Hawaii Vein Specialists Discuss Vein Disease Treatment “By the Numbers”

When it comes to vein disease, there are “good numbers,” and “bad numbers.”

Let’s start with the “bad numbers,” to get them out of the way

The largest and most shocking of these “bad numbers” count the number of people who actually have vein disease. An estimated 40 million Americans have varicose veins, and 20% of them will eventually see their varicose veins become covered with leg ulcers so painful they have difficulty walking. Another form of vein disease, deep vein thrombosis (DVT), generates smaller “bad numbers” in terms of how many people have it – only 300,000 to 600,000. But that’s still 1-2 people per 1000, and of that number 60,000 to 100,000 will die each year from complications of DVT such as pulmonary embolism or stroke.

Now, what are the “good numbers” about vein disease you should know?

The best number or statistic that we as vein care specialists in Kauai can give you is that almost 100% of vein disease is treatable. The incredible advances made in the diagnosis of vein disease mean that almost all serious vein diseases can be detected during a venous health screening that takes only about an hour.

One hour. 60 minutes. That’s a pretty small number, considering the benefits. In that short an examination, using painless, non-invasive technologies like Duplex ultrasound, the best vein doctors in Hawaii can accurately determine the current state of your vein health.

Screenings or not, won’t some people still get vein disease?

Yes, they will. “By the numbers,” a certain number of people will always be at higher risk of getting vein disease than others. This is because of gender (women get vein disease more than men, for hormonal reasons), age (vein disease is more likely if you are over 50), and heredity (you are more likely to get vein disease if someone in your immediate family has had it). However, screenings can still lower the overall numbers because if your Oahu varicose vein doctors find that you have high gender, age, and hereditary risks for vein disease, you can still lower your overall risk by controlling your weight, eating a balanced diet, avoiding sitting for long periods of time, and getting enough exercise. If everyone got regular vein screenings and followed their doctors’ suggestions, most vein disease could be prevented.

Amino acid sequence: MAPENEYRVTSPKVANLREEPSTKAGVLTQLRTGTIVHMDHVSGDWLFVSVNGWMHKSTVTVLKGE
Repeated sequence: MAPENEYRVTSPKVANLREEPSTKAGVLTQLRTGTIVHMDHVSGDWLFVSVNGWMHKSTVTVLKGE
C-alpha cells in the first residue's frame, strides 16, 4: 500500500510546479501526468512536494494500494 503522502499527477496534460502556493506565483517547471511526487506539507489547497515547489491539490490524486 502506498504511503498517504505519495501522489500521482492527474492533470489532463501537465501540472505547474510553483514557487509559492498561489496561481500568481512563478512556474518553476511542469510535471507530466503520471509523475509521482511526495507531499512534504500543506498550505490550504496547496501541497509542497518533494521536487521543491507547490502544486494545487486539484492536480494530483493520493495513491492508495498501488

What if the screening finds that I already have vein disease?

Again, “by the numbers,” early detection of vein disease is important because, caught early, vein disease is treatable. These days vein disease can not only be eliminated, it can be treated using minimally-invasive procedures that don’t even require you to go to a hospital. Varicose veins can be permanently removed in the comfort of one of the best Maui vein treatment centers. More serious vein diseases such as deep vein thrombosis can be treated in about the same amount of time. And because we’re talking about “numbers,” one of the most important numbers to bear in mind IS time – these procedures don’t require you to take any time off from work or other activities, and can be completed in about an hour.

So step by step – “by the numbers” – what should you do now?

Step 1 – call our Hawaii vein specialists at 808-214-5715 and set up an appointment for a venous health screening.
Step 2 – show up for your appointment, and then follow your doctor’s advice on how to best prevent or treat vein disease.
Step 3 – relax. If you’ve followed the previous two steps, you have a better chance of staying in good vein health than most people in America.

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